Another popular technique is Montgomery modular multiplication [10]. The troublesome reduction of S mod M we have seen in the first method is removed here. However, this comes at a small price. We actually compute (A×B×2-n) mod M instead of (A×B) modM. We pre-scale (i.e multiply) the inputs A and B first with 2n. Then we do the Montgomery step. We get ((A×2n)×(B×2n) ×2-n) = (A×B×2n) mod M. At the end, we post-multiply by 2-n mod M to remove the unwanted 2n to get (A×B) mod M. The computation of (A×B×2-n) mod M is simple which does not need modulo reduction of S as we have seen earlier. We only need to add B to S and if LSB of the Sum (S+B) is 1 add M or else do not add. The result will have LSB zero so that we score it off meaning dividing by 2 to get the new S. Thus n steps are required to divide by 2n. We illustrate Montgomery algorithm considering the same previous example.

Consider finding A×B mod M = 1001×1011 mod 1101. We multiply first both A and B by 16 since n = 4 and find mod 13. We get Aʹ = 1, Bʹ = 7. We need to find (0001×0111×2-4) mod 13 =(00000111×2-4) mod 13 using Montgomery algorithm. Since LSB is 1, add 13 to 7 to get 20 which when divided by 2 (right shifting by one bit) yields (00001010)2. Since LSB is zero, we need not add 13 but we shift by one bit to get (0000101)2. Since LSB is 1, we haveto add 13 to get (0010010)2 when right shifted by one bit gives 001001. Since LSB is 1, we add 13 and shift right by 1 bit to obtain 1011. Note that we have obtained now (0001×0111×2-4) mod 13 = 11.

At this stage, we have (A×B×2n) mod M. We can continue four more times to get the actual result by getting rid of the 2n factor. The answer is 8.

So far we have seen only multiplication modulo M. In cryptography, we need exponentiation mod M. We need to find (XY) mod M. Here we use the square and multiply technique. Consider Y a binary number say 13. We can get X13 mod M = {[(X8)mod M] × [(X4) mod M] ×[(X)mod M]} mod M. Thus, we need to have all powers of X reduced mod M which are squares of the previous one. Then we choose to multiply some of them only depending on the exponent. For example we have computed X mod M, X2 mod M, X4modM and X8 mod M. But since exponent 13 does not have 2 in the binary expansion, we ignore the X2 mod M value for multiplication. We use it only for getting X4 mod M by squaring. In general, for 1024 bit exponents as are needed today in RSA cryptography, we need to perform 1023 modulo squarings and in the worst case 1023 modulo multiplications all mod M. Today, smartcards, RFIDs or mobile handsets have got powerful cryptoengines optimized to realize these operations or use Java software routines using Barrett reduction or Montgomery algorithm. We have limited ourselves to basics here. Several techniques for speeding up the modulo multiplication and exponentiation do exist which consider more bits at a time or even words at a time see for example [11].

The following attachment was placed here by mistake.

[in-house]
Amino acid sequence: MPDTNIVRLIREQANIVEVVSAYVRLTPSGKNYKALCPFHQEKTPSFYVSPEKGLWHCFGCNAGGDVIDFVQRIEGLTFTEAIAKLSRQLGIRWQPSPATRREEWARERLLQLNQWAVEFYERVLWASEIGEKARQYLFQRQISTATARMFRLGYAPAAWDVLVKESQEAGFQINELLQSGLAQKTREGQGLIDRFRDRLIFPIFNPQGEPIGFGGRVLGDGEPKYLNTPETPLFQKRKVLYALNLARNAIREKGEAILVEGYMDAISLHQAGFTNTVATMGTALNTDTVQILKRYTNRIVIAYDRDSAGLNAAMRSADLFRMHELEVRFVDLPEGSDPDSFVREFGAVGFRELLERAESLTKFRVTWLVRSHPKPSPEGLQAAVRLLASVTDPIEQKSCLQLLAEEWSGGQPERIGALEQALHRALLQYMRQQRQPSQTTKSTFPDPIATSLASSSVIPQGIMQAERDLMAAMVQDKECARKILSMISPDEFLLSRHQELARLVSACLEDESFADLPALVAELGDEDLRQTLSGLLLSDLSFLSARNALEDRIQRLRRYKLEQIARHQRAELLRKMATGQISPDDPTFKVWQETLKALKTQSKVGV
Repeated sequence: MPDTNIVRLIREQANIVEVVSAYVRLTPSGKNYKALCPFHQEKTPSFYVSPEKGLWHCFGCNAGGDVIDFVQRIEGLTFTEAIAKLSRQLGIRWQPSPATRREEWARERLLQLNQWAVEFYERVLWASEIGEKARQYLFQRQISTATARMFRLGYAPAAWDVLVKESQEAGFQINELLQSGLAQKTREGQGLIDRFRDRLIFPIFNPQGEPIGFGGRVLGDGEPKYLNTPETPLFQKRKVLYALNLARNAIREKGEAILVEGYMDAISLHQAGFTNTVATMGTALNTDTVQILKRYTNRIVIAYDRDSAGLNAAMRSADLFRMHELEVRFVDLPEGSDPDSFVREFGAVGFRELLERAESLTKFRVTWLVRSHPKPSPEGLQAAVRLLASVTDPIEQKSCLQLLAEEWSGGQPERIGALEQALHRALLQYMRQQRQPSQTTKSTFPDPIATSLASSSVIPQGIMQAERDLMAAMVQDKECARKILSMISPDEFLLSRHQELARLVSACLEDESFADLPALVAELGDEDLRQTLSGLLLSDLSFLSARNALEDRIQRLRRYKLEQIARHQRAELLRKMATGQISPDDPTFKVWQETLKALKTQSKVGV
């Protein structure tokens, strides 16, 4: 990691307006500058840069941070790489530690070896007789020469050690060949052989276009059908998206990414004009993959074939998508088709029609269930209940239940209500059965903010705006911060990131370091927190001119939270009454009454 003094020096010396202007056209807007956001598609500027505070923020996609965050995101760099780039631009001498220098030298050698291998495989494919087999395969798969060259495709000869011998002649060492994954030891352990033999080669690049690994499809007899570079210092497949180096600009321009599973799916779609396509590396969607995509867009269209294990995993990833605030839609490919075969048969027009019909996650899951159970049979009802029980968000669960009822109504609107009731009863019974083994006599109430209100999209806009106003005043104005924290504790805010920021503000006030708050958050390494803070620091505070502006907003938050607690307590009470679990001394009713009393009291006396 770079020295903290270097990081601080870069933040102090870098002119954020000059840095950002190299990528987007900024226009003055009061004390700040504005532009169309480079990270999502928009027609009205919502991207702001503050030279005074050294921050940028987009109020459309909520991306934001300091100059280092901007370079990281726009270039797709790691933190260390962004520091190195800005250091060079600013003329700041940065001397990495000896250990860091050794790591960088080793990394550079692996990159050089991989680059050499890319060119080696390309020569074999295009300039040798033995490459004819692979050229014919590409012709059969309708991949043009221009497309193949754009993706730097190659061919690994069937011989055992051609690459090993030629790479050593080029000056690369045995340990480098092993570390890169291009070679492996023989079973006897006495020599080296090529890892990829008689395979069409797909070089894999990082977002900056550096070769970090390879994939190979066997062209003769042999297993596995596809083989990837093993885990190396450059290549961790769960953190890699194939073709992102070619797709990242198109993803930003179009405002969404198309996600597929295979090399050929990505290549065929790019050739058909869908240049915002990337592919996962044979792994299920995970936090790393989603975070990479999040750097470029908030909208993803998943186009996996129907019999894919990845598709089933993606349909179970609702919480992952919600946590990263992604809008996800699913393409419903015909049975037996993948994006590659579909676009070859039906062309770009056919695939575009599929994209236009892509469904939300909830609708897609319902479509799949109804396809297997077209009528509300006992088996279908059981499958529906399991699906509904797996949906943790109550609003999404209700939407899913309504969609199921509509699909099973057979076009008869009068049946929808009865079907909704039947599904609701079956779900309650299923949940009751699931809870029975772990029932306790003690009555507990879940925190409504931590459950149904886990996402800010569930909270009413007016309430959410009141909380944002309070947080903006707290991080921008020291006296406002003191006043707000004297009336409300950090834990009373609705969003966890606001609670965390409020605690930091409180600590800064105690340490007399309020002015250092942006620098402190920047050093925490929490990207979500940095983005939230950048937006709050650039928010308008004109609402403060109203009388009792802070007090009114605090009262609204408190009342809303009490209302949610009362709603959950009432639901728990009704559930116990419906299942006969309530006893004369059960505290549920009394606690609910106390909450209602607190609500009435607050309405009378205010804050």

### 3. Forward Conversion

We need to find residue mod mi for the input big binary number. One simple and obvious method is to divide the given number X by mi to get the remainder. This needs division operation which is cumbersome compared to multiplication or addition or subtraction. We choose moduli of special type so that this can be done easily. This stems from the basic fact we know for many years. Suppose we need 4567 mod 9. We suggest adding all digits till you get one digit. We have (4+5+6+7)9 = (22)9 = 4. We have used the property that 10 mod 9 = 1, 100 mod 9 = 1 and 1000 mod 9 = 1. Hence place value mod 9 of all digits is 1. Hence the residue mod 9 is obtained by adding all the digits. We repeat till we get a single digit answer less than 9. If it is 9, the answer is zero. We use the same idea for any modulus, but we need to deal with binary numbers.